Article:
The excitement and spontaneity of summer is fading in our collective rearview mirror. Families around the country (and world!) are getting back into the groove of non-summer life. Kids are heading back to school or off to college. Vacations are being planned, but no longer executed. New locations are slowly becoming home. The anticipation of crisp fall air is accompanied by the comfortable cadence of life's routines.
Before you get too settled, it’s a great time to conduct a quick “insurance fitness” survey: Make sure recent changes or moves have been accounted for in this important component of your finances. Have you recently PCS’d? Retired? Bought or rented a home? Bought or leased a car? Added or dropped a driver? Inherited a valuable coin collection? All these events factor into proper insurance and coverage needs.
Check the list below for any insurance gaps you may need to fill.
LifeA new mortgage, a completed education, transition to retirement or a new job could all mean changes to the life insurance you have or should have. Spend a few minutes with a life insurance calculator like the one on usaa.com to help you answer the most important life insurance question: Do you have enough?
AutoAuto insurance is mandatory in most states, but what’s required varies. Are you adequately covered? For instance, the more financially established you become, the more your need for liability coverage will increase. In other words, if you’re sued for “everything you’re worth,” there’s more at risk. The type of car you drive, how much you drive it, whether you have other drivers on your policy and the age of those drivers also may impact your needs and what you pay. You should review your coverage each year to make sure it still fits your needs.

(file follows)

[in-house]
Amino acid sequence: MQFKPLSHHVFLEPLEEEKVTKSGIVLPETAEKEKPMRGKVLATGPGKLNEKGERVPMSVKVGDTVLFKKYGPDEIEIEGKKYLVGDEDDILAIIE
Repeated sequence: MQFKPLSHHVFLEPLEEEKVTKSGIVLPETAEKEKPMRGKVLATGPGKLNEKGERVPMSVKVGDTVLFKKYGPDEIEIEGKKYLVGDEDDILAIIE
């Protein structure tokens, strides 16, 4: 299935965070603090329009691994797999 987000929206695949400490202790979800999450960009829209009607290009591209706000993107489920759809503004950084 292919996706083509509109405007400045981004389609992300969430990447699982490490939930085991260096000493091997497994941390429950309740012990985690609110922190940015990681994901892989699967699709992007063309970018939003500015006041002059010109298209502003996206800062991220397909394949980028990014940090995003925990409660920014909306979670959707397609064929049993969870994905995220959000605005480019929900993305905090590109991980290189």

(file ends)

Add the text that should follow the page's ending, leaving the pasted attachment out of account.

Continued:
Homeowners or RentersLike auto insurance, adequate homeowners and renters insurance is all about the types and levels of coverage you have. Cheaper isn’t always better, and the value of your home doesn’t necessarily equate to what it would cost to rebuild. Suffer a loss without sufficient coverage in place, and those low premiums you’ve paid all those years won’t seem like much of a bargain. If you don’t own a home, renters insurance offers an affordable way to protect your belongings in the event of a robbery or natural disaster. And both types of coverage offer critical liability protection if you’re sued for something that happens where you live.
Valuable Personal PropertyWhether for collections from an eventful summer or family heirlooms, this type of insurance covers valuables such as jewelry, guns, coins and the like that may not be covered by homeowners or renters coverage or that are subject to limits or deductibles that could leave you in a bind.
Umbrella LiabilityThis coverage allows you to cost-effectively add an extra layer of liability protection. Sold in increments of $1 million, its primary purpose is to back up the liability coverage included in your homeowners/renters and auto policies.
Long-Term CareDepending on your age (or the age of your parents), long-term care insurance might not even be on your radar at the moment, but it should be eventually. This insurance can cover custodial care in your home, an assisted-living facility or a nursing home should you need it. There’s a plan available through the government or you can purchase it individually. What you can’t do is expect Medicare, TRICARE or TRICARE for Life to cover the costs associated with this type of care.
As you return to your routine, take a comprehensive look at all of your insurance coverage to ensure it remains a viable tool to help you avoid a financial disaster.